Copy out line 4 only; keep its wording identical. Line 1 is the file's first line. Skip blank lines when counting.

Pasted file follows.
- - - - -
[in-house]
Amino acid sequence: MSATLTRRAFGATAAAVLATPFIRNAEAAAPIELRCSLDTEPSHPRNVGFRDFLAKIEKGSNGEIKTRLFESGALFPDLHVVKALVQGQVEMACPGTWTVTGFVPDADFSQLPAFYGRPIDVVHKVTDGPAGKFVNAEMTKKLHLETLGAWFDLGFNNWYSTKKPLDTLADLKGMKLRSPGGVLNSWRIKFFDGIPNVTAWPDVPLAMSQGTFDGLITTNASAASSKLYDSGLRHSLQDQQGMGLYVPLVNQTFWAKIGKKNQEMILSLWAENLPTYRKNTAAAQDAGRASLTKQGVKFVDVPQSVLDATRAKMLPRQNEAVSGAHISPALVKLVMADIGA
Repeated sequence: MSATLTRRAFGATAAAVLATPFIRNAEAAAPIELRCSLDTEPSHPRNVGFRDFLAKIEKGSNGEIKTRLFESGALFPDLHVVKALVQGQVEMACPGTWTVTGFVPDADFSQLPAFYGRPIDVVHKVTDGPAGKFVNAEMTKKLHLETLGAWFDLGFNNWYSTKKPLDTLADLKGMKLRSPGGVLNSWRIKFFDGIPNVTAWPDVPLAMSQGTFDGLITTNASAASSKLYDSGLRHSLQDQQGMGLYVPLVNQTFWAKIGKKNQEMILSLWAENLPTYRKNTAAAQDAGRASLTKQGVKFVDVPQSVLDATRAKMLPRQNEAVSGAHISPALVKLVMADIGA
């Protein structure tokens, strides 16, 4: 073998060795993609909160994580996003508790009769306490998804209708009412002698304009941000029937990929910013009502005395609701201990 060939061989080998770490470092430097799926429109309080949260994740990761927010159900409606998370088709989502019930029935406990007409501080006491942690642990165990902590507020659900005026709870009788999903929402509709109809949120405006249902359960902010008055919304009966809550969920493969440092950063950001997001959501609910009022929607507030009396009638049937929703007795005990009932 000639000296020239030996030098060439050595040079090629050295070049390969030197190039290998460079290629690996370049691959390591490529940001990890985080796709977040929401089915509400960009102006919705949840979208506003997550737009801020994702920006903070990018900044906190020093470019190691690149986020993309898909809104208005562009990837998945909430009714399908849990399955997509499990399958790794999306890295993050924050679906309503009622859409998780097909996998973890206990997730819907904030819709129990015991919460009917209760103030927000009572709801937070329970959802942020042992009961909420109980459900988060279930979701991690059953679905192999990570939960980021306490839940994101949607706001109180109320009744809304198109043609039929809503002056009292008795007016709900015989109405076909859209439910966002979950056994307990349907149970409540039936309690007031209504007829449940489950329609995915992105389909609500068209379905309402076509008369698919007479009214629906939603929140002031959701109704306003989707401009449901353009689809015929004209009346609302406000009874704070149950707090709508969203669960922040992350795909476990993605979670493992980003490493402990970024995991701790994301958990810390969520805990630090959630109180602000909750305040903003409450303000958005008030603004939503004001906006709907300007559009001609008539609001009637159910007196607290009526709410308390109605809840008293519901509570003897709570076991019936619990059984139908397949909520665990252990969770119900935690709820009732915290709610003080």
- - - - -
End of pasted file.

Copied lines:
């Protein structure tokens, strides 16, 4: 073998060795993609909160994580996003508790009769306490998804209708009412002698304009941000029937990929910013009502005395609701201990 060939061989080998770490470092430097799926429109309080949260994740990761927010159900409606998370088709989502019930029935406990007409501080006491942690642990165990902590507020659900005026709870009788999903929402509709109809949120405006249902359960902010008055919304009966809550969920493969440092950063950001997001959501609910009022929607507030009396009638049937929703007795005990009932 000639000296020239030996030098060439050595040079090629050295070049390969030197190039290998460079290629690996370049691959390591490529940001990890985080796709977040929401089915509400960009102006919705949840979208506003997550737009801020994702920006903070990018900044906190020093470019190691690149986020993309898909809104208005562009990837998945909430009714399908849990399955997509499990399958790794999306890295993050924050679906309503009622859409998780097909996998973890206990997730819907904030819709129990015991919460009917209760103030927000009572709801937070329970959802942020042992009961909420109980459900988060279930979701991690059953679905192999990570939960980021306490839940994101949607706001109180109320009744809304198109043609039929809503002056009292008795007016709900015989109405076909859209439910966002979950056994307990349907149970409540039936309690007031209504007829449940489950329609995915992105389909609500068209379905309402076509008369698919007479009214629906939603929140002031959701109704306003989707401009449901353009689809015929004209009346609302406000009874704070149950707090709508969203669960922040992350795909476990993605979670493992980003490493402990970024995991701790994301958990810390969520805990630090959630109180602000909750305040903003409450303000958005008030603004939503004001906006709907300007559009001609008539609001009637159910007196607290009526709410308390109605809840008293519901509570003897709570076991019936619990059984139908397949909520665990252990969770119900935690709820009732915290709610003080």